• Carolina Muñoz Marin, a young mom in Costa Rica — who's also an amateur kickboxing champ.
• Gail Halvorsen, the "Candy Bomber," who dropped parcels of chocolate to war-displaced German children during the Berlin Airlift of the late 1940s.
• Bishnu Adhikari, an engineer and humanitarian in Nepal who works to build roads, schools and water systems in villages there.
• Dawn Armstrong, once a struggling single mom, now sending her son Anthony off on his LDS mission.
The six are strong, photogenic, positive representatives of the Mormon faith and a model of the church's diversity.
Treu finds small moments of authentic grace and humanity in each, as he tells their stories in the style similar to the "up close and personal" profiles one sees on TV during the Olympics.
Framing the six stories is a narrator, comedian Jenna Kim Jones, who starts off in Manhattan with person-on-the-street interviews about Mormon stereotypes.
These moments are intercut with pop-culture references ranging from "The Simpsons" to "South Park" (though, notably, not from the "South Park" episode that famously shredded LDS doctrine as "dumb, dumb, dumb").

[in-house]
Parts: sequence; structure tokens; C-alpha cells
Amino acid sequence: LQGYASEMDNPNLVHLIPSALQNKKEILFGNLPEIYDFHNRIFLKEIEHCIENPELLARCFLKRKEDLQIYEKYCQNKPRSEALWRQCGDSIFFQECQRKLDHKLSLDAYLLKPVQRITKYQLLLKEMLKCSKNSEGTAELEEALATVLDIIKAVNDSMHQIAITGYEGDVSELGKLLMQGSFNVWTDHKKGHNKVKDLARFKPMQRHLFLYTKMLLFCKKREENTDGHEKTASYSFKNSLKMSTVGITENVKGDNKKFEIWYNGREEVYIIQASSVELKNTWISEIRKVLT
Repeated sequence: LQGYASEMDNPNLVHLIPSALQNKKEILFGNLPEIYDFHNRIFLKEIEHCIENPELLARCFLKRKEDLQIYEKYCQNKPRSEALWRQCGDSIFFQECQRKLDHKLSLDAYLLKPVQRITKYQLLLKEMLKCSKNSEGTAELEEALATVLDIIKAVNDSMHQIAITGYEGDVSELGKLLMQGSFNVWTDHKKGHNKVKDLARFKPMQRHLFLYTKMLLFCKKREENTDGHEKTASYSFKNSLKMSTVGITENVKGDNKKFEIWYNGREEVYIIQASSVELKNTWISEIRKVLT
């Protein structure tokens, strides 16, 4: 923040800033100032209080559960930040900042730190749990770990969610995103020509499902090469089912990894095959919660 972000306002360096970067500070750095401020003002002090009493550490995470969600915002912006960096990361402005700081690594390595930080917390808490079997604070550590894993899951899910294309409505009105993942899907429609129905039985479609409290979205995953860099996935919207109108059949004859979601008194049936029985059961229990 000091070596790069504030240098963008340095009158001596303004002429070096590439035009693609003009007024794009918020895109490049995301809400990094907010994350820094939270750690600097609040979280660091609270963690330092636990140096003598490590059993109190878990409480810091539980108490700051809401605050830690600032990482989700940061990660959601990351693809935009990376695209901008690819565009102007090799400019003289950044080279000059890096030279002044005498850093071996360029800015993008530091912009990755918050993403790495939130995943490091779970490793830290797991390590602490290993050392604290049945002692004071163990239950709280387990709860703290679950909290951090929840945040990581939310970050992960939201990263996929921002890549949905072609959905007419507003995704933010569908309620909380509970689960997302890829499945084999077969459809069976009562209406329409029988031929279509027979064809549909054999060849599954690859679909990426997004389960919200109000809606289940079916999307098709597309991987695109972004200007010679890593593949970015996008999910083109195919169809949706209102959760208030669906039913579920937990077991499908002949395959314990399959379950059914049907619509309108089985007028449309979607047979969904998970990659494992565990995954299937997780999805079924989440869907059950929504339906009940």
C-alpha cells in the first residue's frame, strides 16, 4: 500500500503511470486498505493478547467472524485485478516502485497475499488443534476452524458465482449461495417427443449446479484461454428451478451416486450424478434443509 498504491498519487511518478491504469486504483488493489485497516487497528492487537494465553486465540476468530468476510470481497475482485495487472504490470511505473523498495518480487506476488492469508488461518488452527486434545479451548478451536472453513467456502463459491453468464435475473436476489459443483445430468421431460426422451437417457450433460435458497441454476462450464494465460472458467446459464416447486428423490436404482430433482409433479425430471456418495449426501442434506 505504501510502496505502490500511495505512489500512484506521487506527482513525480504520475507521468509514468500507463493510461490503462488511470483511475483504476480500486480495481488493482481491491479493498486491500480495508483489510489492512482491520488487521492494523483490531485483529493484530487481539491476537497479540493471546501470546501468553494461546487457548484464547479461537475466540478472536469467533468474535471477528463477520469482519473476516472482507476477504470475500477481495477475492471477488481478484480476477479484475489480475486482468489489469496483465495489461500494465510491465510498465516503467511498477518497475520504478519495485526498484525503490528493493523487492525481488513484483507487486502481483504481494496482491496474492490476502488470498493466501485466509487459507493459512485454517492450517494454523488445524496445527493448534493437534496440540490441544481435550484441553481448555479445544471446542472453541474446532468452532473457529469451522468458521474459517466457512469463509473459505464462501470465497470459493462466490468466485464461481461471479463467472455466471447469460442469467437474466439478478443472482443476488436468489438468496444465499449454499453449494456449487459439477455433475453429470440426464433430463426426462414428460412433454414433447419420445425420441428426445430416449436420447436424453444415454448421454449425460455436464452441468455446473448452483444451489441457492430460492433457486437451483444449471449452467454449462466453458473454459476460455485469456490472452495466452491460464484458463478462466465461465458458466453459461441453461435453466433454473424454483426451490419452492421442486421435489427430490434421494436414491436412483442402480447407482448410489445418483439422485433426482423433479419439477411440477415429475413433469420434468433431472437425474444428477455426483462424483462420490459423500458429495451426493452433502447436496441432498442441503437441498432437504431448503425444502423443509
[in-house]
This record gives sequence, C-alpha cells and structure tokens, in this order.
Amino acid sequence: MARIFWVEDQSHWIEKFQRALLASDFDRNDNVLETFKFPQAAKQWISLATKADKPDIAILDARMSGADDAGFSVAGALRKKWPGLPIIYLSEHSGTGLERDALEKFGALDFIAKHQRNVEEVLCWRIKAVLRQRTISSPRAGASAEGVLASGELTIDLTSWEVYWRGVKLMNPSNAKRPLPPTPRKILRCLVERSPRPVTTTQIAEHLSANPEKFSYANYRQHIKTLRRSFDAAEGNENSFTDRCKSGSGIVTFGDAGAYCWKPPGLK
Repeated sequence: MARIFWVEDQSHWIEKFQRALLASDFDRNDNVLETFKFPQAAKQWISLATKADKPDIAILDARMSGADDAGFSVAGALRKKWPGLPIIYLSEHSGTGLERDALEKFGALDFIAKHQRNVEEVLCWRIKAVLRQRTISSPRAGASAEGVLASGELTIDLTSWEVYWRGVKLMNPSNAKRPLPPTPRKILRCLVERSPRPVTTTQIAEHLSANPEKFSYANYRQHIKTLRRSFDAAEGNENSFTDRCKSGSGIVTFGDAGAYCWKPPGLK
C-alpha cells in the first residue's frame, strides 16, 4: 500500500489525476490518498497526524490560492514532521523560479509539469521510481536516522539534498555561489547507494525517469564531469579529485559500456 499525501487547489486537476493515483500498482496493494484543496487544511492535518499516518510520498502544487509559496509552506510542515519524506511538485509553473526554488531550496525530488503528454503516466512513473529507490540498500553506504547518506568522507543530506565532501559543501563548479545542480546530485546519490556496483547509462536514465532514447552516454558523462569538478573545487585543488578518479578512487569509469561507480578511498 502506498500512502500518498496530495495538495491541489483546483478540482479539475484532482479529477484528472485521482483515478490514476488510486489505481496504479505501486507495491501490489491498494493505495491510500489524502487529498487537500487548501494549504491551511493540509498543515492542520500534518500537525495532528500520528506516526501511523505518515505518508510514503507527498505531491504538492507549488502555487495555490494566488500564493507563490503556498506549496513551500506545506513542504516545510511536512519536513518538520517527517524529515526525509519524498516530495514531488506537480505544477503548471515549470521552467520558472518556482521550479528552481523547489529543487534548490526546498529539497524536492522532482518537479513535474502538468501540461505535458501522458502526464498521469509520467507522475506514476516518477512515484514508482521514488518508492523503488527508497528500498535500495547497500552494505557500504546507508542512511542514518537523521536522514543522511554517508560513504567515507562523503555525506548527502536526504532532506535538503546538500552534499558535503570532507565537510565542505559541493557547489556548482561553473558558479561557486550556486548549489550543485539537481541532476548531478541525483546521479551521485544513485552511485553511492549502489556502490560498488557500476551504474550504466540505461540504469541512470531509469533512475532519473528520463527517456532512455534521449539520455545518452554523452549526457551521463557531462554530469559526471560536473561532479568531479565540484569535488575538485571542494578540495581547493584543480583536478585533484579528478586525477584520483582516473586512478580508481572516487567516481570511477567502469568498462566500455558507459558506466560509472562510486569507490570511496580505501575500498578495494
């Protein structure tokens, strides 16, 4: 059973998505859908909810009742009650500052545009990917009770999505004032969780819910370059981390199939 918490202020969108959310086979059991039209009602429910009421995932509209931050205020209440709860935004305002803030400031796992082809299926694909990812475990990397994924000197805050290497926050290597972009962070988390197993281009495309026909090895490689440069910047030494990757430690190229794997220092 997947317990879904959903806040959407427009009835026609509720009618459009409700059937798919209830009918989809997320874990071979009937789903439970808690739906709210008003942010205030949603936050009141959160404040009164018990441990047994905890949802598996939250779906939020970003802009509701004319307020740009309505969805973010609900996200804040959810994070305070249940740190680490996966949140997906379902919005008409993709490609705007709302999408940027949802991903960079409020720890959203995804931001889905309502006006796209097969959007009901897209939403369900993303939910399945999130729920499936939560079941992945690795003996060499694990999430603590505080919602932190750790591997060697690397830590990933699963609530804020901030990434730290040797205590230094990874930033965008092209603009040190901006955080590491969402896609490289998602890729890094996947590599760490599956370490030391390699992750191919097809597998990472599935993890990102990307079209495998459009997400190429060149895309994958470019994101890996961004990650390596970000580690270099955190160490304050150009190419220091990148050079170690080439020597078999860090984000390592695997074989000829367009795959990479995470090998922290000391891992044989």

And thus the problem with "Meet the Mormons": not what's in the frame, but what's outside it.
The movie, like the church's "I'm a Mormon" ad campaign that it resembles, is great at presenting its six subjects as just regular folks who credit their faith for giving their lives foundation. Nothing wrong with that, except there's little that differentiates Mormonism from other denominations.
There are fleeting mentions of doctrine in Jones' narration — like the Book of Mormon or the fact that Mormons don't drink.
But there's nothing in the movie about Mormon history, and no discussion of the unique aspects of LDS doctrine about which non-Mormons tend to be the most curious.
So "Meet the Mormons" isn't a definitive look at people of the LDS faith. It's not a documentary but an informercial, meant less to inform than to introduce a sales pitch.